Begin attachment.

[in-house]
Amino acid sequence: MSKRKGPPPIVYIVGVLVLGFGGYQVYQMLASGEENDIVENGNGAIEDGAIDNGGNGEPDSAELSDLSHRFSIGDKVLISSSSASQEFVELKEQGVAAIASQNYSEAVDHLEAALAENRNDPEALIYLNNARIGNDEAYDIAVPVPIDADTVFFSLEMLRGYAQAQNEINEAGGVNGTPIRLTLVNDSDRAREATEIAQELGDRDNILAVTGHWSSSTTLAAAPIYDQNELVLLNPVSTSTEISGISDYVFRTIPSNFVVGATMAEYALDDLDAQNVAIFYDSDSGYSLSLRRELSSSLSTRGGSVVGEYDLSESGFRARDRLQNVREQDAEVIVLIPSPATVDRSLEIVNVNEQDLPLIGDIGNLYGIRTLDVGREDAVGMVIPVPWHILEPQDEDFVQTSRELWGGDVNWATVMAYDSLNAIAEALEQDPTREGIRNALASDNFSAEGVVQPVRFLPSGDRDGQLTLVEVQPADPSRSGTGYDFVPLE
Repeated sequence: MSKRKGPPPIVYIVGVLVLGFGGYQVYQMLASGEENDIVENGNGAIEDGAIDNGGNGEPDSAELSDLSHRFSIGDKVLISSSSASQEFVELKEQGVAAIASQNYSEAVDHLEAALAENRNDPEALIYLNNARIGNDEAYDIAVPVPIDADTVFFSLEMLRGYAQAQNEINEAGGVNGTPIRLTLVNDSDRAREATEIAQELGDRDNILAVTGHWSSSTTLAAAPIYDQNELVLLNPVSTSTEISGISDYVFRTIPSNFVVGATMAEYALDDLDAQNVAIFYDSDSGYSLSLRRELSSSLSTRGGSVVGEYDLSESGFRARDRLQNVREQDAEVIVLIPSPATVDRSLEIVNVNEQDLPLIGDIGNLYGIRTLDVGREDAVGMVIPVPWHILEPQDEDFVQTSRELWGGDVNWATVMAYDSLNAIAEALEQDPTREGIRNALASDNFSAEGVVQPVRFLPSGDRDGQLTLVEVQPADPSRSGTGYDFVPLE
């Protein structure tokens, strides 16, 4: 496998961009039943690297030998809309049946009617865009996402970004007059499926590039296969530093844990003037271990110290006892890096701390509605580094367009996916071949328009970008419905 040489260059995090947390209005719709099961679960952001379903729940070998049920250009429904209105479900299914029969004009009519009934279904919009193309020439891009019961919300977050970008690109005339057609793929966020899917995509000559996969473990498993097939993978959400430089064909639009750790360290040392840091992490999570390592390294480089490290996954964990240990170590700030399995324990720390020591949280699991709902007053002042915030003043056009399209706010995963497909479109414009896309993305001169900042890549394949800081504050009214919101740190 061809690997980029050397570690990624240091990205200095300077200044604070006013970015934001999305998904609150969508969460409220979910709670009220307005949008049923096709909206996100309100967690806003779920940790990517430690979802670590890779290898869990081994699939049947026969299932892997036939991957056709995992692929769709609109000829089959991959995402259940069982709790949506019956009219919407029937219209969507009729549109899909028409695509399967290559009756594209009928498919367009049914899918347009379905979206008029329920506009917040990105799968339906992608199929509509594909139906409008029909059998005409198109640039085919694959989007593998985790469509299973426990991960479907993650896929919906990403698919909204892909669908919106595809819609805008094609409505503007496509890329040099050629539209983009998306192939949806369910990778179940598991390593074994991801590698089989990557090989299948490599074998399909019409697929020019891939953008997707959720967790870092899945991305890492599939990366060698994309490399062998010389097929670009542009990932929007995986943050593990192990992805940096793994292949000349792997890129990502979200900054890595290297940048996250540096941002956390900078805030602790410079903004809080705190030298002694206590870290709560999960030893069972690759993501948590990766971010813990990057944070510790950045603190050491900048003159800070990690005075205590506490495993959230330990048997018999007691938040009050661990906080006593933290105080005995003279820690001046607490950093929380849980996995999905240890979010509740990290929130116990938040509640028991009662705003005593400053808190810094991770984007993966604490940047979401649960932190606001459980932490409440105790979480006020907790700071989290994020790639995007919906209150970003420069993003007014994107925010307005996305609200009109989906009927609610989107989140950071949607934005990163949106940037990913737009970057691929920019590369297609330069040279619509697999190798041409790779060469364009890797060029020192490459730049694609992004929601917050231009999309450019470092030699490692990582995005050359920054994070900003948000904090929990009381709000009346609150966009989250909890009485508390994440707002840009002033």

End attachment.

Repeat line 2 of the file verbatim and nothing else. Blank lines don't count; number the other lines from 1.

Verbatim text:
Amino acid sequence: MSKRKGPPPIVYIVGVLVLGFGGYQVYQMLASGEENDIVENGNGAIEDGAIDNGGNGEPDSAELSDLSHRFSIGDKVLISSSSASQEFVELKEQGVAAIASQNYSEAVDHLEAALAENRNDPEALIYLNNARIGNDEAYDIAVPVPIDADTVFFSLEMLRGYAQAQNEINEAGGVNGTPIRLTLVNDSDRAREATEIAQELGDRDNILAVTGHWSSSTTLAAAPIYDQNELVLLNPVSTSTEISGISDYVFRTIPSNFVVGATMAEYALDDLDAQNVAIFYDSDSGYSLSLRRELSSSLSTRGGSVVGEYDLSESGFRARDRLQNVREQDAEVIVLIPSPATVDRSLEIVNVNEQDLPLIGDIGNLYGIRTLDVGREDAVGMVIPVPWHILEPQDEDFVQTSRELWGGDVNWATVMAYDSLNAIAEALEQDPTREGIRNALASDNFSAEGVVQPVRFLPSGDRDGQLTLVEVQPADPSRSGTGYDFVPLE